The decreases have a double benefit to drivers. In 2011, 86 percent of rate filings proposed increases in PIP premiums, most of them 10 percent or more. Had the law not taken effect, policyholders would have been paying even more to cover their vehicles.

PIP insurance accounts for about one-fourth of an insurance premium cost, the regulator said. The decrease in PIP rates should reduce the overall cost of insurance 3 percent to 4 percent depending on the coverage purchased.

Some drivers are saving more. Customers of some of the largest insurers in Florida – Geico, Progressive and USAA — saw their PIP premiums decrease 25 percent to 34 percent. Customers of UAIC experienced a decline of 7.7 percent.

PIP premiums have room to fall even more. If the courts continue to stay or turn aside challenges to the law, insurers can use the reforms to bring down costs. Increased investigation of PIP fraud – a big driver of premium increases – will also benefit drivers and insurance companies.

Florida PIP reform law stays in place as 1st District Court of Appeals denies motion for rehearing

Tuesday, November 26th, 2013

The Florida Personal Injury Protection (PIP) reform law enacted in 2012 has withstood another legal challenge as the 1st District Court of Appeals denied a motion for rehearing on its reversal of an injunction that prevented a significant part of the law from taking effect.

In March, a coalition of acupuncturists, chiropractors and licensed massage therapists persuaded a Leon County circuit court judge to grant a temporary injunction that blocked the portion of the law banning payments to them and requiring that injured person seek treatment within 14 days of an accident from a physician or hospital except under certain conditions.

Those provisions were put in place because of widespread PIP fraud in Florida. Much of that fraud was generated through falsified claims for medical need and treatment.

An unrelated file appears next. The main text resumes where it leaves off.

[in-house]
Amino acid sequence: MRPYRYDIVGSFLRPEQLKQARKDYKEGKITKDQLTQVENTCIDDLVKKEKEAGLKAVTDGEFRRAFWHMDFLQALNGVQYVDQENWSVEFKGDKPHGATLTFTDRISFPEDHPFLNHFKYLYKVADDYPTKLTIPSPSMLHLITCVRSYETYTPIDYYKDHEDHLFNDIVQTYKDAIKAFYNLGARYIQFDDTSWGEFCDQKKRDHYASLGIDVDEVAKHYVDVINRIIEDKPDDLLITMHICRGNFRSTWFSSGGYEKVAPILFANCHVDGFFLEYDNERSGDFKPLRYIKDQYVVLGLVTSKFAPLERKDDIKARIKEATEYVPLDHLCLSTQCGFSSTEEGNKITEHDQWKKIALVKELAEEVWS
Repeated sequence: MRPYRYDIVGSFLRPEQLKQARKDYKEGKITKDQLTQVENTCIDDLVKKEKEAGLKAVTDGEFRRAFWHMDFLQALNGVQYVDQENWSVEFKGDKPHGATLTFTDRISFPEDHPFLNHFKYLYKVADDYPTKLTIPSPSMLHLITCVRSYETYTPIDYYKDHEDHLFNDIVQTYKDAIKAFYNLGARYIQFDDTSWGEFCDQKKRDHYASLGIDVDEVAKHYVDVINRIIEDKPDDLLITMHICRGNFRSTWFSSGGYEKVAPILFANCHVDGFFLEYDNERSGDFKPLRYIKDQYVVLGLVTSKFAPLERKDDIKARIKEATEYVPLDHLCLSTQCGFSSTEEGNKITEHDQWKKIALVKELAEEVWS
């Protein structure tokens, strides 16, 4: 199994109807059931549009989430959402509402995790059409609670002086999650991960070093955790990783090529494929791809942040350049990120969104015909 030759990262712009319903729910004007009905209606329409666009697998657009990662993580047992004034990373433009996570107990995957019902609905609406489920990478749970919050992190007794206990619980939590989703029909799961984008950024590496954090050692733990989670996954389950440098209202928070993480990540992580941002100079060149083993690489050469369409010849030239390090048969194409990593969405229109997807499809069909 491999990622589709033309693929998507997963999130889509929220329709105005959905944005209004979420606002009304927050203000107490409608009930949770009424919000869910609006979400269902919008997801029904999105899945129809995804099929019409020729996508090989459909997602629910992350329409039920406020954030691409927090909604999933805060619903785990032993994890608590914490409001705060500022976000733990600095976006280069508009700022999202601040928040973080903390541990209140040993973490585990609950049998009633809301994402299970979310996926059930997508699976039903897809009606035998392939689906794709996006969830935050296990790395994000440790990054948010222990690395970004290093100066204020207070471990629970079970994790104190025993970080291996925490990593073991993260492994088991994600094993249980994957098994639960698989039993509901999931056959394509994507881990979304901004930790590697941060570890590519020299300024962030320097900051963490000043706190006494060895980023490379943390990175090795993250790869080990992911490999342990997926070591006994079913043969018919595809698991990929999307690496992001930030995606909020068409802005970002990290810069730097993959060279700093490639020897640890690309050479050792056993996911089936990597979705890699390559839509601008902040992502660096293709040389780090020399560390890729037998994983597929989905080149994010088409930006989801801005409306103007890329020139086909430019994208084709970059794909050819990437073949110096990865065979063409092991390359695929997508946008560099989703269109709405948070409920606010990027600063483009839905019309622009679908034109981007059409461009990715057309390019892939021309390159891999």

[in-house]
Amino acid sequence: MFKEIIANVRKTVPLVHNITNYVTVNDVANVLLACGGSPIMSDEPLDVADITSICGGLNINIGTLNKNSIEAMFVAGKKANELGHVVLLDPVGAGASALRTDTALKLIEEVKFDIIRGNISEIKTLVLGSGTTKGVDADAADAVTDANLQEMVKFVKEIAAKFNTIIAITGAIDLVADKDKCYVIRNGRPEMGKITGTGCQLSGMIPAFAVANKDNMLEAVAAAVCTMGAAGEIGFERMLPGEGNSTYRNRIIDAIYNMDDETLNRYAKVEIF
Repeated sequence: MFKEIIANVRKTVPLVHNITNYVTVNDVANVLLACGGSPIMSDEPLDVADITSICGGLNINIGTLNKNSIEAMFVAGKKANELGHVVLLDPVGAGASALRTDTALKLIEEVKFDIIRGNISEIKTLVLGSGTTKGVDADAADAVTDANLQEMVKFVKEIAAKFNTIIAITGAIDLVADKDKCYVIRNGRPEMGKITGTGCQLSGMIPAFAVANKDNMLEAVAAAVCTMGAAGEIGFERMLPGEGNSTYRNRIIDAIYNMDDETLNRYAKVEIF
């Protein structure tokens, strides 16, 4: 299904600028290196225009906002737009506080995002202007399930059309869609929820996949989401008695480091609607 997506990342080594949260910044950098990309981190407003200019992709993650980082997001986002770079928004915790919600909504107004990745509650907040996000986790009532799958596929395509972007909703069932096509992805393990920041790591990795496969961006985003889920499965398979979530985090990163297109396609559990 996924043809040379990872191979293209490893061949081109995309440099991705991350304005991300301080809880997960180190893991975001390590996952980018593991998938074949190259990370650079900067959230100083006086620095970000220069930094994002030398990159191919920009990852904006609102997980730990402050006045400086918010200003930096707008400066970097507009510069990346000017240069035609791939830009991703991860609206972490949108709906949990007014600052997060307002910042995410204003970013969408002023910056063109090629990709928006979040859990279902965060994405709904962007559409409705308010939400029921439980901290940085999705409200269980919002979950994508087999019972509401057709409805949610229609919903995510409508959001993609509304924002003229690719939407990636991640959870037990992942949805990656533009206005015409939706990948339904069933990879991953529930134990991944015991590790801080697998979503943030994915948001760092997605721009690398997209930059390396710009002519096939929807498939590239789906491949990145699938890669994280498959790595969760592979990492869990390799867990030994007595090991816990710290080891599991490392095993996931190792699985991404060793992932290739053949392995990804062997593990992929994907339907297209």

The victory for those business groups was short-lived, as the 1st District Court of Appeals reversed the circuit court on Oct. 23. The appeals court said the business groups failed to show a specific instance that supported their claim of denial of access to the courts. The court also said that the claim of economic harm was insufficient to assert the potential access-to-courts claims of other parties.

“The real parties in interest—injured motorists whose ability to sue tortfeasors has been impermissibly limited—are absent from this case,” the court wrote in a unanimous decision. “The Provider Plaintiffs’ attempt to bootstrap the standing requirement by joining the fictional ‘Jane Doe,’ purporting to represent all Florida citizens that were, are, or will be injured as a result of a motor vehicle collision, must likewise fail. The instant record does not provide a factual context or legal basis to support this hypothetical claim.”

The business groups were denied a rehearing in late November, which means those provisions of the PIP reform law will remain in effect unless the business groups file a successful appeal with the Florida Supreme Court.

“In order for Florida to no longer be the No. 1 state in the nation for questionable auto claims, and stop the $1 billion fraud tax on Florida consumers, the PIP reforms passed by the Legislature must have time to be fully implemented,” Donovan Brown, state government relations counsel for the Property Casualty Insurers Association of America, told the website Property Casualty 360.

“We are cautiously optimistic that once these reforms are fully implemented and have been given time to work, the fraud and abuse in Florida’s no-fault auto insurance system that so adversely impacts Floridians will subside, and Florida consumers may be provided with much needed relief once and for all,” he said.

New standard of evidence could affect PIP claims

Monday, September 23rd, 2013

Some personal injury protection (PIP) lawsuits in Florida involve expert testimony to help determine liability. A new law is changing the way expert testimony is accepted and treated.

UAIC appellate attorney Thomas L. Hunker says that under the new Daubert standard, “the trial judge acts as gatekeeper to determine whether the testimony is based on sufficient facts or data, whether the testimony is based on reliable principles and methods, and whether the expert has reliably applied the principles and methods to the facts of the case.”

Writing in the Daily Business Review, Hunker said that “the expert must employ in the courtroom the same level of intellectual rigor that characterizes the practice of an expert in the relevant field. Courts may also exclude expert testimony if there is too great an analytical gap between the underlying science and the expert’s opinions.”

The new standards give trial judges more responsibility. That could affect how PIP cases — and their appeals — are handled. For the full story, read here.

Hunker DBR PIP op-ed May 28 2013